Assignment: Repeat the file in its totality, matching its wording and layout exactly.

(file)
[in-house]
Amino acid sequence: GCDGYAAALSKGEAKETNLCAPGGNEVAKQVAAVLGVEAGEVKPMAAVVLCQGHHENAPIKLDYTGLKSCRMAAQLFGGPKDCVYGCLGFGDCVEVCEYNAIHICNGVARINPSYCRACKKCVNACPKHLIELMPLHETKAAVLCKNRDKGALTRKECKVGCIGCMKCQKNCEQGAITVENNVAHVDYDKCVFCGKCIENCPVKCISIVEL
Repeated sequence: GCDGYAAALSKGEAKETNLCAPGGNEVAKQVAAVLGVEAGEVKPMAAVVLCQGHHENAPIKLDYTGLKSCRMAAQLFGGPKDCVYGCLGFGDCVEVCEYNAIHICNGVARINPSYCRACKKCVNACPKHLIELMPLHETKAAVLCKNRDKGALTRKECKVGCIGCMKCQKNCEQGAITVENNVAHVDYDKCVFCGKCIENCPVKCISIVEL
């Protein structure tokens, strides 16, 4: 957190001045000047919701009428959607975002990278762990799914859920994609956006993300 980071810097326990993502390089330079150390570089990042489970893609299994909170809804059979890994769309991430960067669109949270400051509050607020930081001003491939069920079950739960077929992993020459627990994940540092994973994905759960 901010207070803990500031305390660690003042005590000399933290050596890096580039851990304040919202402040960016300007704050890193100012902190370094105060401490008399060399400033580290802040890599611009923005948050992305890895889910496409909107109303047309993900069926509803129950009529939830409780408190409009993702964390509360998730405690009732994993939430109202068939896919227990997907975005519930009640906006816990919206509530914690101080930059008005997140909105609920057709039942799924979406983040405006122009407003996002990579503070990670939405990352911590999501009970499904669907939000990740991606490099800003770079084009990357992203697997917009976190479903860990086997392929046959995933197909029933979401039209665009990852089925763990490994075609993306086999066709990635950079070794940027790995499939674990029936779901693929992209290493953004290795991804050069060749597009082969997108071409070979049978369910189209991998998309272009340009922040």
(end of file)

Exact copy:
[in-house]
Amino acid sequence: GCDGYAAALSKGEAKETNLCAPGGNEVAKQVAAVLGVEAGEVKPMAAVVLCQGHHENAPIKLDYTGLKSCRMAAQLFGGPKDCVYGCLGFGDCVEVCEYNAIHICNGVARINPSYCRACKKCVNACPKHLIELMPLHETKAAVLCKNRDKGALTRKECKVGCIGCMKCQKNCEQGAITVENNVAHVDYDKCVFCGKCIENCPVKCISIVEL
Repeated sequence: GCDGYAAALSKGEAKETNLCAPGGNEVAKQVAAVLGVEAGEVKPMAAVVLCQGHHENAPIKLDYTGLKSCRMAAQLFGGPKDCVYGCLGFGDCVEVCEYNAIHICNGVARINPSYCRACKKCVNACPKHLIELMPLHETKAAVLCKNRDKGALTRKECKVGCIGCMKCQKNCEQGAITVENNVAHVDYDKCVFCGKCIENCPVKCISIVEL
């Protein structure tokens, strides 16, 4: 957190001045000047919701009428959607975002990278762990799914859920994609956006993300 980071810097326990993502390089330079150390570089990042489970893609299994909170809804059979890994769309991430960067669109949270400051509050607020930081001003491939069920079950739960077929992993020459627990994940540092994973994905759960 901010207070803990500031305390660690003042005590000399933290050596890096580039851990304040919202402040960016300007704050890193100012902190370094105060401490008399060399400033580290802040890599611009923005948050992305890895889910496409909107109303047309993900069926509803129950009529939830409780408190409009993702964390509360998730405690009732994993939430109202068939896919227990997907975005519930009640906006816990919206509530914690101080930059008005997140909105609920057709039942799924979406983040405006122009407003996002990579503070990670939405990352911590999501009970499904669907939000990740991606490099800003770079084009990357992203697997917009976190479903860990086997392929046959995933197909029933979401039209665009990852089925763990490994075609993306086999066709990635950079070794940027790995499939674990029936779901693929992209290493953004290795991804050069060749597009082969997108071409070979049978369910189209991998998309272009340009922040």